Simonsky

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Did you mean to write (1/2 bh)/[1/2 ah + 1/2 bh] ? What you wrote doesn't make sense.

But you also need to take into account that b = 2a.

I might start with that, so that each triangle is ah/2, making a total of ah, while the trapezoid is (a+2a)h/2.

By the way, it's best to avoid writing 1/2bh, which could be read as 1/(2bh) rather than, as you intend, (1/2)bh. I at least put in spaces, 1/2 bh, but I prefer writing it as a division, putting the 2 last, bh/2, for clarity.
Ooooo.K! I didn't notice that b = 2a- full marks to me for lack of observational skills! (Is maths about noticing the patently obvious sometimes?)

So, my cumbersome algebra becomes: 1/2 (2ah)/ 1.5ah = 1/3

Thanks for that help Dr. Peterson-the question for me to ask myself is: 'why don't I notice these obvious things?' Thinking mathematically will elude me unless I can improve in this area.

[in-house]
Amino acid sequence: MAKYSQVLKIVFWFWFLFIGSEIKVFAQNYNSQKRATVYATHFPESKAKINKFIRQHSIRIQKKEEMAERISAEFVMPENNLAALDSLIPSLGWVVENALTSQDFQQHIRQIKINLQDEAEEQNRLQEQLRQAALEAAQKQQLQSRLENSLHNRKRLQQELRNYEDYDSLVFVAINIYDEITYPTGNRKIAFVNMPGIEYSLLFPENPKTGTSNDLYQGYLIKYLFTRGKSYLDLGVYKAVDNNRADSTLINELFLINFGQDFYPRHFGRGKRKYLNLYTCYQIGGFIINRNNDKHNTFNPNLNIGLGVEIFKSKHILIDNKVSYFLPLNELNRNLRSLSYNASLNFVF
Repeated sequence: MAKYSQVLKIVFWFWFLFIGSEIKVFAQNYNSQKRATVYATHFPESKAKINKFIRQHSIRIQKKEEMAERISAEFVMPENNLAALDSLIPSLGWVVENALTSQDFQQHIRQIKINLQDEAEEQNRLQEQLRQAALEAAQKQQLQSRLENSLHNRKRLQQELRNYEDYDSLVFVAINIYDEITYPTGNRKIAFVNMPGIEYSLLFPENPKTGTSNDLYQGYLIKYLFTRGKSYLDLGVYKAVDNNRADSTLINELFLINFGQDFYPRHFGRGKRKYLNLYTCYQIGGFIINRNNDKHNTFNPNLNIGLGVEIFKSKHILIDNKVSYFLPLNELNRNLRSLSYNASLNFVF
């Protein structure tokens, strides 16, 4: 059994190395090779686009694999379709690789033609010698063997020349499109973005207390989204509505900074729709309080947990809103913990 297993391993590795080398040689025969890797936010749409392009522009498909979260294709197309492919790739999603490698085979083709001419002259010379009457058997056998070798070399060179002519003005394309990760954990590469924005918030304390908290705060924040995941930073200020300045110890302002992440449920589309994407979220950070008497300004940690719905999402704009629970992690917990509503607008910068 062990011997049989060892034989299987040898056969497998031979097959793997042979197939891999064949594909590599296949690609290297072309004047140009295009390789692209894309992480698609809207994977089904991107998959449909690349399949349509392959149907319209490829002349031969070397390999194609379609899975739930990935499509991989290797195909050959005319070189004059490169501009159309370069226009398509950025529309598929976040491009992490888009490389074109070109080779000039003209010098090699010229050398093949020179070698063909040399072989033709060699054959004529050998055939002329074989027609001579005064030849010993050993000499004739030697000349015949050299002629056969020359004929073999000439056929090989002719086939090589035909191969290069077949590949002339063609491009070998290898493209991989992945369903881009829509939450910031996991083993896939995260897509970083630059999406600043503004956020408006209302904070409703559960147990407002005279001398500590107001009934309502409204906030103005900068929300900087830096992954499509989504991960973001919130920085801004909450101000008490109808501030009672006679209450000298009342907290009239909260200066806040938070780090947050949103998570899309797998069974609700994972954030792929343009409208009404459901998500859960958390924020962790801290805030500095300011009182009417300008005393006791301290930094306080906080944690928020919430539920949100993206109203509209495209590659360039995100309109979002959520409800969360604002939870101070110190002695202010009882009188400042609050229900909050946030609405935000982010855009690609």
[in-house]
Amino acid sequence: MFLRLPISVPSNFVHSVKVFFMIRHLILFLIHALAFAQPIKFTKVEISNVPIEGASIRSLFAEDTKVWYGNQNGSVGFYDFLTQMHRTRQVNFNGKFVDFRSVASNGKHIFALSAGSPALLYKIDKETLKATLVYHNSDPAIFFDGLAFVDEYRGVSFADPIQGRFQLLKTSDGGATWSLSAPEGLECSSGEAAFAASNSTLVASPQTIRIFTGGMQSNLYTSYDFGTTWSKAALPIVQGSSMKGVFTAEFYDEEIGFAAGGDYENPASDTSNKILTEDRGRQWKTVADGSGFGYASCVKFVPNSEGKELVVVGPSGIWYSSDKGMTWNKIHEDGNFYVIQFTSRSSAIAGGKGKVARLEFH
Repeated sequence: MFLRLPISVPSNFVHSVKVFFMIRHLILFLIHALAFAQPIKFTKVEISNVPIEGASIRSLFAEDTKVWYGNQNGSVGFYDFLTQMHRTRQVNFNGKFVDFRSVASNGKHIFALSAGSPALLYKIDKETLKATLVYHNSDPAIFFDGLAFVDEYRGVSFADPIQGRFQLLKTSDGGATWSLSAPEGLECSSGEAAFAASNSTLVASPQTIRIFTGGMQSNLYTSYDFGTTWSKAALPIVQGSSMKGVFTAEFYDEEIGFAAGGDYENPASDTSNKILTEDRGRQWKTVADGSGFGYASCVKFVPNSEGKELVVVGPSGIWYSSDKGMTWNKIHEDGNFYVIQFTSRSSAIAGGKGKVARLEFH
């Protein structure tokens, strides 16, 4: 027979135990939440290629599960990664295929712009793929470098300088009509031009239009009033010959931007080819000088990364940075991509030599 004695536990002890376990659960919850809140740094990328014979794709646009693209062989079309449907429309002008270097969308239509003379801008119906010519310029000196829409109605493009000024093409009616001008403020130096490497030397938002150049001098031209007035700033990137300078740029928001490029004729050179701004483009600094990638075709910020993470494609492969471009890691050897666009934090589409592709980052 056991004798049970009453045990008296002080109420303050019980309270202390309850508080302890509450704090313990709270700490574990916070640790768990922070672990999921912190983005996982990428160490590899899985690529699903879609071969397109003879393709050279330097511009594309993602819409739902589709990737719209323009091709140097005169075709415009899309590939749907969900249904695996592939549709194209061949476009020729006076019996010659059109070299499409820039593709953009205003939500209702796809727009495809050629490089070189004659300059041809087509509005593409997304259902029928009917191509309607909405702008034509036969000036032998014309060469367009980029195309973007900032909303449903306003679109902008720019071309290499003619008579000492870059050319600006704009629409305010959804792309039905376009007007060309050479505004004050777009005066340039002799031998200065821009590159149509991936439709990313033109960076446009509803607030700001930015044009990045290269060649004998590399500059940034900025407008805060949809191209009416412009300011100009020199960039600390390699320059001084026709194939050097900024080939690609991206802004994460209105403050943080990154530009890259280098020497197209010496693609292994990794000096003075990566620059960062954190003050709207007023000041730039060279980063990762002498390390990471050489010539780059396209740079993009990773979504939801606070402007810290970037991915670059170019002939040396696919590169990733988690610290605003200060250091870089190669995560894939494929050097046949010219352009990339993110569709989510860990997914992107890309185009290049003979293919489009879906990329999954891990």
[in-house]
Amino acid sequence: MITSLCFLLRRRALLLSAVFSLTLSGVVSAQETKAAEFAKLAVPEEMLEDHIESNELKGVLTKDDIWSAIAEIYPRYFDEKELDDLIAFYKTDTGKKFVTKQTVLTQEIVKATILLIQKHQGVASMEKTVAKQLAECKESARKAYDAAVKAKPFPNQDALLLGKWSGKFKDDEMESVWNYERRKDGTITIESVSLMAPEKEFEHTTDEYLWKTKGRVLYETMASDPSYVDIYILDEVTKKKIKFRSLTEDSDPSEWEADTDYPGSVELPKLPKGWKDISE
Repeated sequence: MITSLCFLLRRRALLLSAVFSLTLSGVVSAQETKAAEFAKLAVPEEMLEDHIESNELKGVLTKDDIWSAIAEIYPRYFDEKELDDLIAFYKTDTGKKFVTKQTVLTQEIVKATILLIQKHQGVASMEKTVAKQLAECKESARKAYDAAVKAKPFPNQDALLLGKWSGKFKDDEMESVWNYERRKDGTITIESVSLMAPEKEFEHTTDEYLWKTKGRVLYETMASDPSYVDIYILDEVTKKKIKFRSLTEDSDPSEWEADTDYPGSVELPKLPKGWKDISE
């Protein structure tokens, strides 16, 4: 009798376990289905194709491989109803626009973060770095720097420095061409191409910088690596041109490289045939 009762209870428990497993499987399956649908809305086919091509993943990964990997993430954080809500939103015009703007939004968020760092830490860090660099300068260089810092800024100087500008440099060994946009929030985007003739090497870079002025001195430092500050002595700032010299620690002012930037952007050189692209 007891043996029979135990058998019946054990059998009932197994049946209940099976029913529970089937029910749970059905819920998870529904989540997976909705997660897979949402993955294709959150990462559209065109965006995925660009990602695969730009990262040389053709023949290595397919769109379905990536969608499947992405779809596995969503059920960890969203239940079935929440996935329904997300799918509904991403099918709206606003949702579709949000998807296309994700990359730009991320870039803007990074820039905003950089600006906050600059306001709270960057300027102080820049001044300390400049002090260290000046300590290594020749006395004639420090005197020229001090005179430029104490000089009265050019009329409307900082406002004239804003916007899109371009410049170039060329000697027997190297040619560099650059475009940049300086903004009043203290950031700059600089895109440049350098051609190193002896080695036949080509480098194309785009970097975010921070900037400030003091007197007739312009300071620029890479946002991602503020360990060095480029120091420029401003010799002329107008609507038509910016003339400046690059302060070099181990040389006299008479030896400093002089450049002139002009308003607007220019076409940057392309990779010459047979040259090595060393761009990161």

Denis

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Simon, go stand in the corner for 15 minutes...:rolleyes:
 

Dr.Peterson

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Ooooo.K! I didn't notice that b = 2a- full marks to me for lack of observational skills! (Is maths about noticing the patently obvious sometimes?)

So, my cumbersome algebra becomes: 1/2 (2ah)/ 1.5ah = 1/3

Thanks for that help Dr. Peterson-the question for me to ask myself is: 'why don't I notice these obvious things?' Thinking mathematically will elude me unless I can improve in this area.
One thing to do is to make the "obvious" obvious!

I would have started by labeling the three congruent segments as x or a or whatever, implicitly defining that variable and also reminding myself what lengths are known to be equal.

Another valuable skill is to take time after solving a problem to look through what you did as an outside observer, first to see if everything is right, and then to see if you could have done something differently to make it easier. Then a third time to allow what you learned from it to stick.